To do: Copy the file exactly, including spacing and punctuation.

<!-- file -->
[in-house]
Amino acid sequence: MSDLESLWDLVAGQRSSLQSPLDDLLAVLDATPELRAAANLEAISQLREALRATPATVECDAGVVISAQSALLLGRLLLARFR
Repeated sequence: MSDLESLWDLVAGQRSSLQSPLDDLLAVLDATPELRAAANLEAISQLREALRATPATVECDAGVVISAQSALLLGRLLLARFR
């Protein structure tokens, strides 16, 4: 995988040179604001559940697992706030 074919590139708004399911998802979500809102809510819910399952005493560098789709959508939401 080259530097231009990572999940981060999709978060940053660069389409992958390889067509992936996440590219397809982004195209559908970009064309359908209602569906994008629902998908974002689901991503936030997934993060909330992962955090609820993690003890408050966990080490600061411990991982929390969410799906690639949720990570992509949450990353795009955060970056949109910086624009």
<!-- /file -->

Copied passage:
[in-house]
Amino acid sequence: MSDLESLWDLVAGQRSSLQSPLDDLLAVLDATPELRAAANLEAISQLREALRATPATVECDAGVVISAQSALLLGRLLLARFR
Repeated sequence: MSDLESLWDLVAGQRSSLQSPLDDLLAVLDATPELRAAANLEAISQLREALRATPATVECDAGVVISAQSALLLGRLLLARFR
């Protein structure tokens, strides 16, 4: 995988040179604001559940697992706030 074919590139708004399911998802979500809102809510819910399952005493560098789709959508939401 080259530097231009990572999940981060999709978060940053660069389409992958390889067509992936996440590219397809982004195209559908970009064309359908209602569906994008629902998908974002689901991503936030997934993060909330992962955090609820993690003890408050966990080490600061411990991982929390969410799906690639949720990570992509949450990353795009955060970056949109910086624009």